Bigelow bypass celebratedMinnesota 60 four-lane road will open in coming weeks
Referred to as a small piece of a big corridor, the nearly completed stretch of Minnesota 60 that connects with Iowa 60 and bypasses Bigelow was celebrated Tuesday morning during a ribbon-cutting ceremony at the Bigelow Fire Hall.
By: Julie Buntjer, Worthington Daily Globe
WORTHINGTON — Referred to as a small piece of a big corridor, the nearly completed stretch of Minnesota 60 that connects with Iowa 60 and bypasses Bigelow was celebrated Tuesday morning during a ribbon-cutting ceremony at the Bigelow Fire Hall.
The highway had been slated to open by Oct. 31, but with rain in the forecast for the next several days, officials with the Minnesota Department of Transportation now say it could be mid-November before vehicles can traverse the four-lane highway.
Officials with MnDOT, the Iowa Department of Transportation and political leaders were on hand Tuesday to recognize the cooperation between the two states in the expansion of Highway 60. Both Minnesota and Iowa began talking about expanding the highway in the 1960s, but Iowa was the first to complete the dream — taking just 11 years to complete the 64.7 miles from near LeMars, Iowa, to just south of Bigelow.
Several leaders didn’t miss taking a stab at Minnesota’s slow progress during the ceremony, including MnDOT deputy commissioner Khani Sahebjam.
“I don’t think we’ve worked so many, many years to get projects done, and here we are, 40 years later,” Sahebjam said. “There’s been great support for this project. That’s truly how you have a project succeed — you have a big coalition, it will only take 40 years. If you didn’t have a coalition, it would have taken 80 years, maybe, I don’t know.”
The Highway 60 Action Corporation has pushed for the four-lane expansion project since its inception in 1960.
While safety has been one of the major concerns in the desire to expand the highway, several dignitaries spoke Tuesday of the positive impact to commerce once the entire four-lane project is completed. Plans are to expand the four-lane highway from Bigelow to Worthington between 2010 and 2013, and then complete gaps in the four-lane between Windom and St. James starting in 2013.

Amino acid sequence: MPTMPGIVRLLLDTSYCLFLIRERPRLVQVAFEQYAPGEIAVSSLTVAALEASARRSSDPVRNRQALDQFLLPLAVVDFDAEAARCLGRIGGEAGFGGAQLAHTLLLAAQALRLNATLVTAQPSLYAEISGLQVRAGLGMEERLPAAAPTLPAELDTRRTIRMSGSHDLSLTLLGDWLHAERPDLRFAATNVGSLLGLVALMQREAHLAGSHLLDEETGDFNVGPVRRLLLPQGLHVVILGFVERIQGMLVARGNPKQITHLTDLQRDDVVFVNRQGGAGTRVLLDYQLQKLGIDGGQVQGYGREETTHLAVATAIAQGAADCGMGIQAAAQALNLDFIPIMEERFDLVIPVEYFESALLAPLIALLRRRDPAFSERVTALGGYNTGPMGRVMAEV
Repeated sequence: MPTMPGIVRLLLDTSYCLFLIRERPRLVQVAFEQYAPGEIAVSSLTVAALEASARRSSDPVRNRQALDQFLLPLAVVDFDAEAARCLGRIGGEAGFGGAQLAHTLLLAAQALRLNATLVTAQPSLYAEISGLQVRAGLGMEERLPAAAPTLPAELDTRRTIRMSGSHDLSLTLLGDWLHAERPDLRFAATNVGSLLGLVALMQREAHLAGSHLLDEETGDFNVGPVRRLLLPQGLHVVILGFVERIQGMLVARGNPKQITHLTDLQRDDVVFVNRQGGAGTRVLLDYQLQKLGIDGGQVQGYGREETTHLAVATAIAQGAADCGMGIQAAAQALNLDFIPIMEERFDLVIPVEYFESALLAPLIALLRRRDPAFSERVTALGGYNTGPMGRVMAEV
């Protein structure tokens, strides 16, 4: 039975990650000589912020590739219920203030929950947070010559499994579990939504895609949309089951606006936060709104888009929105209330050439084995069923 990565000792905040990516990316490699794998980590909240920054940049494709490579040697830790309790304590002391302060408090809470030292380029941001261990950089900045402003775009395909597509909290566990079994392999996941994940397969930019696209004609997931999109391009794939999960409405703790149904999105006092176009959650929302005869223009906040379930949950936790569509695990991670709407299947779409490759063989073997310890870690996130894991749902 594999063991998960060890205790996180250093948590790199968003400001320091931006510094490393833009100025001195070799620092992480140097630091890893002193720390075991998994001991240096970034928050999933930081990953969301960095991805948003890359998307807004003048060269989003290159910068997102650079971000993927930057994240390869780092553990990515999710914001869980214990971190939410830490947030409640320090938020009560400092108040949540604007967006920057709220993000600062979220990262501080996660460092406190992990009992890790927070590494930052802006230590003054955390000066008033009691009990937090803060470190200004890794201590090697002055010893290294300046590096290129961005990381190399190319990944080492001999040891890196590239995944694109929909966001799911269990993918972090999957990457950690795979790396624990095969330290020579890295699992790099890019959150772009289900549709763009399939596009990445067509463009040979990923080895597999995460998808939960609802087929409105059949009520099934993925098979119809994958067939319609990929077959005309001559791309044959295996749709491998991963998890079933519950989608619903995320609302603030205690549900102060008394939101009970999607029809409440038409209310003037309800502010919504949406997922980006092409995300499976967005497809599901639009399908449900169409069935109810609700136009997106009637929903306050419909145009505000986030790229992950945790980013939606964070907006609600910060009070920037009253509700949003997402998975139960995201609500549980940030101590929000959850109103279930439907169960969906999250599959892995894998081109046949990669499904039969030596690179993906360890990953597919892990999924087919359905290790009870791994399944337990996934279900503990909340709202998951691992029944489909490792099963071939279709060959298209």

“It’s very important and vital to our economy, safety and moving freight around the country,” Sahebjam said.
With construction costs and inflation on the rise, Sahebjam said citizens will begin to see road projects pushed through more quickly. A perfect example is the 11 months it took from concept to completion of the Interstate 35 bridge in Minneapolis.
“We know we can do things fast,” Sahebjam said.
Tony Lazarowicz, Iowa Department of Transportation District Engineer, said each time his state completed a new section of the Iowa 60 expansion positive feedback was received from those who travel the highway. He said the same will happen in Minnesota.
Sen. Jim Vickerman, DFL-Tracy, said if he had any money he’d start buying land along the highway in Minnesota, as he predicts industry and commerce to sprout up as the road is completed.
Sen. David Johnson, R-Ocheyedan, Iowa, said the four-lane highway that traverses the two states will have a positive economic impact for both states.
“A lot of people are going down to Sioux City (Iowa) for retail, medical care … that’s also going to transfer to Minnesota,” said Johnson, adding that he’s looking forward to getting on Highway 60 and driving to the new sports stadiums in the Twin Cities.
“We’ve got a corridor here folks — this is where commerce happens,” Johnson said.